A Passion for Helping Students
Sophia Junfang Fu came to the Mount from China in January 2015 to pursue a Master of Education degree. She had previously received a bachelor’s degree from the Beijing Language and Culture University and had worked in Beijing for seven years as an international education and immigration consultant. Working in this area fuelled her passion to help more students pursue higher education in international settings.
“My primary thought was to explore something outside my comfort zone,” says Sophia. “I was super excited to be an international student in a country I had never been to, because once I had that first-hand experience, I could help more students.”
From Beijing to Halifax
In researching Canadian universities, Sophia says the Mount initially stood out to her because of its location.
“I read that Halifax was the second warmest place in Canada and I believed that before I came here,” she says with a laugh. “And when I looked into the Mount’s Master of Education program — I read about the curriculum and introduction of the professors with their research interests, and some testimonies from graduate students — I found it quite attractive!
The Adventure and Learning Begins
Sophia didn’t know a single person when she arrived in Halifax, but that quickly changed.
“At the Mount, we have a small and friendly community, so that gave me the chance to meet people in person. We could stop for coffee or tea and have a conversation, and it brought me so close to people,” she says.
Sophia quickly threw herself into virtually every aspect of university life, participating in numerous conferences, workshops, and fundraising events. In 2017, she received the MSVU Student Experience Leadership Award.
As she had hoped, Sophia was able to gain valuable insight into the challenges and obstacles facing international students. And in 2017, she conducted her practicum at the International Education Centre at the Mount.
“We designed and organized the international student volunteer program, which aims to help international students build up their professional skills and transfer them to the workplace after graduation.”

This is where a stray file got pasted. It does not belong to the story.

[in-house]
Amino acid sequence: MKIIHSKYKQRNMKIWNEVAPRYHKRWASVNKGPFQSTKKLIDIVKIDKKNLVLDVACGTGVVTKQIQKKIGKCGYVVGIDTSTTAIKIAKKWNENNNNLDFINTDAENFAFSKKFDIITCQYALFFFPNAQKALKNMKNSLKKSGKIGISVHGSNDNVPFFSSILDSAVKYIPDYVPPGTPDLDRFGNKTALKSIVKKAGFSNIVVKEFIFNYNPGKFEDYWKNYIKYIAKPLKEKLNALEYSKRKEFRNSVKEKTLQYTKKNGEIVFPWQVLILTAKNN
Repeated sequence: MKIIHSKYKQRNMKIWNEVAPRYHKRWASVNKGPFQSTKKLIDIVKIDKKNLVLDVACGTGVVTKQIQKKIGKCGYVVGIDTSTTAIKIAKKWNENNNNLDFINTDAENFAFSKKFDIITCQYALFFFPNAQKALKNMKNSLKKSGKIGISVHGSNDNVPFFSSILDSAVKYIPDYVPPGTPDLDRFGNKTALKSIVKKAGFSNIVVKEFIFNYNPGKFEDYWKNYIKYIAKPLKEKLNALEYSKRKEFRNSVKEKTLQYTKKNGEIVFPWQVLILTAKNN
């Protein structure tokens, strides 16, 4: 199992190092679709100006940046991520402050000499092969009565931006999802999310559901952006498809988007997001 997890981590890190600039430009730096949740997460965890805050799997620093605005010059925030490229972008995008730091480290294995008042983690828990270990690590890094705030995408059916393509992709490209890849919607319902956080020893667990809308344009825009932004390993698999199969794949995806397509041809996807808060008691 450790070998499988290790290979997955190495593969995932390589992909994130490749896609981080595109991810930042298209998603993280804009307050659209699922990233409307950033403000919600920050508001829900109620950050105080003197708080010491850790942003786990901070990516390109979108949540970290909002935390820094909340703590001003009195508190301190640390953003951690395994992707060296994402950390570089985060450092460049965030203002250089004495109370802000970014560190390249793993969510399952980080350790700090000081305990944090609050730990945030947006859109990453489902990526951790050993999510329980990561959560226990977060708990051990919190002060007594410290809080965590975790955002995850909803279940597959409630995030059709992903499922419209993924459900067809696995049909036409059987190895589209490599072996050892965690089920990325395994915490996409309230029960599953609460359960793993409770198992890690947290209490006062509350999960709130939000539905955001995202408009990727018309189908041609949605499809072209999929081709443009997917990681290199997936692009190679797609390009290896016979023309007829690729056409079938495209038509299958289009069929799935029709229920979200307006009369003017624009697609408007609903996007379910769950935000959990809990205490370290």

Sophia also attended events, workshops, seminars and talking circles focused on minority groups including refugees, newcomers, Aboriginal women and African Nova Scotians. She says these experiences helped shape the person she is today.
“The blanket exercise at the Aboriginal Student Centre introduced me to the history of Indigenous people and the residential schools. The talking circle taught me to appreciate the wisdom of the elders, and the display of Walking with Our Sisters brought my attention to the murdered and missing Indigenous women,” she says.
In 2016, Sophia attended a conference presentation facilitated by her future thesis supervisor Dr. Susan Brigham, in which several refugee women shared their experiences by photography. Sophia says that ignited her enthusiasm to do research and seek answers and potential solutions. It also prompted her to switch from the MEd to the MAEd program.
Connecting with Community
To expand her network outside the Mount, Sophia volunteered with several Halifax-based organizations including EduNova, the Metro Care & Share Society, Interfaith Harmony, Welcome BBQ Association and Dalhousie University’s Loaded Ladle.
At the Immigrant Services Association of Nova Scotia (ISANS), Sophia volunteered as an ESL class assistant, where she met a large number of adult newcomers who had come to Canada as Syrian refugees.
“They left their homeland, started life in Halifax, and learned English from A, B, and C,” she says. “We had a potluck at our final class, and these students brought in a huge feast and shared homemade middle eastern cuisine with everyone. Their generosity to share and their willingness to learn inspired me to be a lifelong learner.”
Academic and Personal Rewards
Sophia says her Mount experience has surpassed all expectations. The support and encouragement of her professors has given her the confidence to present her research at conferences all over Canada, and the university’s small size has helped her establish a circle of friends who feel like family.
“I am not rootless in this country or in this city or in this community. I am not by myself. Everyone has helped me like they would help their family. That moves me. It touches my heart.”
And as for Halifax’s weather, Sophia says she is embracing every season.
“I love the scenery and the peace after the snow, and even in winter there are so many exciting opportunities. I could go to the hockey game to watch the Mooseheads, I could go skating on the Oval, I could go skiing,” she says. “And you feel the warmth of people from the bottom of your heart. The people are so warm and welcoming that you don’t feel the cold.”
In September, after being a student worker in the Registrar’s Office since 2016, Sophia started working there as a fulltime records assistant, a role enabling her to continue to connect and engage with students on their academic journeys.
Sophia will deliver her valedictory address during the afternoon convocation ceremony on Sunday, November 4, 2018, which gets underway at 10 a.m.